Everyone talks about how sustainable hydroponics/aquaponics/aeroponics is almost solely based on using less water than conventional agriculture. However, going a little deeper leads to plants growing in massive amounts of plastic, most components which are only designed to last for a single growth cycle to a few years. That is a tremendous amount of plastic waste from something that is billed as 'sustainable'. Sustainable should not generate end-of-lifecycle waste, especially large amounts of end-of-lifecycle waste during the course of a single production cycle.
Well before the current movement to get rid of single use plastics, we were attempting to design a hydroponic system that did not require plastic components. Our primary motivation was cost as spending several hundred dollars to set up a basic system was not in the budget, but longevity was also important. The system should either be self-sustaining or made such that the parts would not need to be replaced on a routine basis. By going beyond currently available plastic systems, entirely new design possibilities become possible.
The first big obstacle was growing media. We had lots of trash, but no rockwool or giant pools of water. We were under water use restrictions due to drought conditions, so getting a few hundred gallons of rain or tap water was not an option for starting our system. Rockwool was not something we could produce on site, and buying peat moss was also too expensive. It also had to be able to cope with both very little water input and collect whatever atmospheric moisture was available.
So we tried using the excess trash as our growing media. After much tinkering, we were able to almost instantly make it into a suitable growing media for plants. Now that we have a great, sustainable media, we need a great, sustainable system to go with it. We are focused on plastic free for two major reasons. The first is that certain components in our media appear to decompose plastic and the second is that we primarily grow outside and most plastics degrade rapidly in direct sunlight. Then there is the added benefit of adding additional beneficial feature by using materials other than plastic (like self-insulating water tanks, a wider range of color options, etc).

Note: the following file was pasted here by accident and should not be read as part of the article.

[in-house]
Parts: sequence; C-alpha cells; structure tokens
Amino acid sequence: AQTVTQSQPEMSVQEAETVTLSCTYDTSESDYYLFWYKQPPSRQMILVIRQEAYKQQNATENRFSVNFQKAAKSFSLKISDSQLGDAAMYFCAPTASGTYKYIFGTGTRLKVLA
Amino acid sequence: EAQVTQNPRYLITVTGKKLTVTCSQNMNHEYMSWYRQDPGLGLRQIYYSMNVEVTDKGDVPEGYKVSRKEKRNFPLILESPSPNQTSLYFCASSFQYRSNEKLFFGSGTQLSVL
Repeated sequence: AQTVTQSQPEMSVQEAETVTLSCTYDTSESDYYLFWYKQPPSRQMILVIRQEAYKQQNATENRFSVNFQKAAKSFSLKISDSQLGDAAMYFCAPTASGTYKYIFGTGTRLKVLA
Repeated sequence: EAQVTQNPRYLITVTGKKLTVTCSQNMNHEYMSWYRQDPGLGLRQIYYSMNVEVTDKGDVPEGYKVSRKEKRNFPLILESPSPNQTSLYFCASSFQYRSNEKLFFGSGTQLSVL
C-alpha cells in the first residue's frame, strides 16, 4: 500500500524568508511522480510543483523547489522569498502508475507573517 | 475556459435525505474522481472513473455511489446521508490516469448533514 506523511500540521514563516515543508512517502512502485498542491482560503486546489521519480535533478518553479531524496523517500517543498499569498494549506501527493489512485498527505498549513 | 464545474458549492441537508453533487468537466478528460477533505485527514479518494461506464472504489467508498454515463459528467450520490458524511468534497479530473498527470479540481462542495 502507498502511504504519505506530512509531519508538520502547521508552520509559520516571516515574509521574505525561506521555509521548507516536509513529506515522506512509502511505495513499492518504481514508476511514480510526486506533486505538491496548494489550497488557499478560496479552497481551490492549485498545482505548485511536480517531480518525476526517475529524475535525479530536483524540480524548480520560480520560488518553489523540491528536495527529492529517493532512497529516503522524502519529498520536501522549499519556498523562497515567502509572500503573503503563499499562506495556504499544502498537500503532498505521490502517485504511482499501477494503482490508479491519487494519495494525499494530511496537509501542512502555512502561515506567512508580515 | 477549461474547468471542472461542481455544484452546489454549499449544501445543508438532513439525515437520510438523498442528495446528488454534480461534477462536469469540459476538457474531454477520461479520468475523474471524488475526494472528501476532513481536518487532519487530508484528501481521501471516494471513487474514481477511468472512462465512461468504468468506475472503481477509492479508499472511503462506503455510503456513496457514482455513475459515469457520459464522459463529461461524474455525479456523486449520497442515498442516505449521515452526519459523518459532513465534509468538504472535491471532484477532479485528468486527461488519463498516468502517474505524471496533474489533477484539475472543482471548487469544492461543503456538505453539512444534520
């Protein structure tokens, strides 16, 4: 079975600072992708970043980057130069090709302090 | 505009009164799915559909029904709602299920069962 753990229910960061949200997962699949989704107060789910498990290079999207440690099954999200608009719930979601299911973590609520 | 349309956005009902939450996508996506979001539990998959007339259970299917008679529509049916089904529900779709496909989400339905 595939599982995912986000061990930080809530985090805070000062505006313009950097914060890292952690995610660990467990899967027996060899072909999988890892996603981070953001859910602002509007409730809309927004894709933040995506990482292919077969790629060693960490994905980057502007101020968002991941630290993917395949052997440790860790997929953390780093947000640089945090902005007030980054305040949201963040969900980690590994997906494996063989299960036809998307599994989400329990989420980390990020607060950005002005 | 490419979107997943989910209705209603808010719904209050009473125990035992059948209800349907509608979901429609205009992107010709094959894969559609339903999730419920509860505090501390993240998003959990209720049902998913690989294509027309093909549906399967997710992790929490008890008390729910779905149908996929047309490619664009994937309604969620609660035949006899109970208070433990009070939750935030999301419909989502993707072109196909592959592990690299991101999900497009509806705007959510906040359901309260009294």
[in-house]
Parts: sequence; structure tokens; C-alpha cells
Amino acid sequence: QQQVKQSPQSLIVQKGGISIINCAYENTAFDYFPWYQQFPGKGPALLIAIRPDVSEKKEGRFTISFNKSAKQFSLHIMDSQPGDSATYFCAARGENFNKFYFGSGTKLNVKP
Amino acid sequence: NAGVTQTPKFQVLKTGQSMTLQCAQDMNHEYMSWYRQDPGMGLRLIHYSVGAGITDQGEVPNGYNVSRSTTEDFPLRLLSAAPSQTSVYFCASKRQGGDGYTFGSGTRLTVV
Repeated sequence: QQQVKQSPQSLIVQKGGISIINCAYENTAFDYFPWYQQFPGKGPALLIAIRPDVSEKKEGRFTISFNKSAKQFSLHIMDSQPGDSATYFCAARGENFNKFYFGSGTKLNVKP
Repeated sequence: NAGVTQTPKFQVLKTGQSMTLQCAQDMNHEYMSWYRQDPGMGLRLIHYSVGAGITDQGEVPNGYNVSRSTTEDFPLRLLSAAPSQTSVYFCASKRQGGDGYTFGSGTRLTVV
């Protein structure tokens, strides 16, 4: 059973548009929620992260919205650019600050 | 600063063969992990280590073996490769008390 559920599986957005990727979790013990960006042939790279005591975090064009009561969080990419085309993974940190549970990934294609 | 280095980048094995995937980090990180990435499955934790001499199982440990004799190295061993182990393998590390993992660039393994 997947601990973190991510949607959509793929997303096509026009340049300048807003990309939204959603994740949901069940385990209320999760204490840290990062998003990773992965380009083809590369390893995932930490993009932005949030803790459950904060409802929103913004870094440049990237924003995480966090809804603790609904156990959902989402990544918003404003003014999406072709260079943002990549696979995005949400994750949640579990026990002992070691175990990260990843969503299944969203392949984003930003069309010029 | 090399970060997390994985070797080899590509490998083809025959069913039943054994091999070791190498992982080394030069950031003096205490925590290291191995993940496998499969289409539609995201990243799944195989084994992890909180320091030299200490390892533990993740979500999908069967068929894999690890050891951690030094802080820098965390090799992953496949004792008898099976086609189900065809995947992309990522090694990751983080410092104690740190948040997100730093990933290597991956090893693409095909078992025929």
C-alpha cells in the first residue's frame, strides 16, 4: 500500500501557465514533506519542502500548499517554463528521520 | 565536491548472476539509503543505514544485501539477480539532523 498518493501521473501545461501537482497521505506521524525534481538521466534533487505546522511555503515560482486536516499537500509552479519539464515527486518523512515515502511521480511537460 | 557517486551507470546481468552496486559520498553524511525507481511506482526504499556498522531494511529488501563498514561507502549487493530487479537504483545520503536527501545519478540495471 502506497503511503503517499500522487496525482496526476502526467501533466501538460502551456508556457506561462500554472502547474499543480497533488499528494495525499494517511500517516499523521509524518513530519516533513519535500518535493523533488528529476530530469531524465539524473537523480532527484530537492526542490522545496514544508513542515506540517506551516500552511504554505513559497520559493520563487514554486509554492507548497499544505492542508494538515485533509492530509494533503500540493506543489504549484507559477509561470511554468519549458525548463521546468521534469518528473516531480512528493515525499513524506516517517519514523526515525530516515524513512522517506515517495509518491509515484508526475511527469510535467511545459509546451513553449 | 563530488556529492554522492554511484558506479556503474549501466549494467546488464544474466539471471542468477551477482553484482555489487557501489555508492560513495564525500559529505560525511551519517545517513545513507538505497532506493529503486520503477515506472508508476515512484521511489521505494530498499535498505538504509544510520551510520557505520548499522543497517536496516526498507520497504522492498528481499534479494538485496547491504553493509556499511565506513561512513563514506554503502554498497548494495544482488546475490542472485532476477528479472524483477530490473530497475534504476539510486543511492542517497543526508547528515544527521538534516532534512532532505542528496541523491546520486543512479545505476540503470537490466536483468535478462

We have several promising materials to experiment with building a system from, with the added bonus that not using plastic should also cut our energy needs for pumping water. The system we are designing would be perfect for sustainable urban and peri-urban farming of all types of crops. Food waste could be used to produce more food and livestock feed, while general household waste could be diverted from landfills and used to grow biofuels. Biofuel crops are the perfect fit for questionable waste streams as they do not have to be safe for either human or animal consumption.
The prospect of plastic-free hydroponics replacing landfill disposal of waste is particularly exciting, as one reason this project started was because it seemed incredibly wasteful to throw out anything in the trash. To be able to process most urban waste into a variety of plants for food, fuel and fiber is a big leap forward towards making urban living sustainable. We are excited to be at the beginnings of realizing the full potential of hydroponics as a crop production and waste recycling method.
There are some that suggest that the only route to contain rising atmospheric levels of CO2 is to increase production of biofuels in a manner that sequesters carbon. Plants naturally remove carbon dioxide from the atmosphere through photosynthesis. While we haven't run tests yet, it appears we are sequestering carbon as our growth media gets darker the longer it is used. Using our waste to produce the fuels we need is a simple, elegant solution that can be implemented now and rapidly scaled. Most buildings have roofs, and green roofs are already known to provide many positive benefits, so neither additional farmland nor additional energy inputs would be needed. As a simple solution, it is far less expensive and time consuming than many other ideas that attract funding.
H. Smith, LA Plant Genetics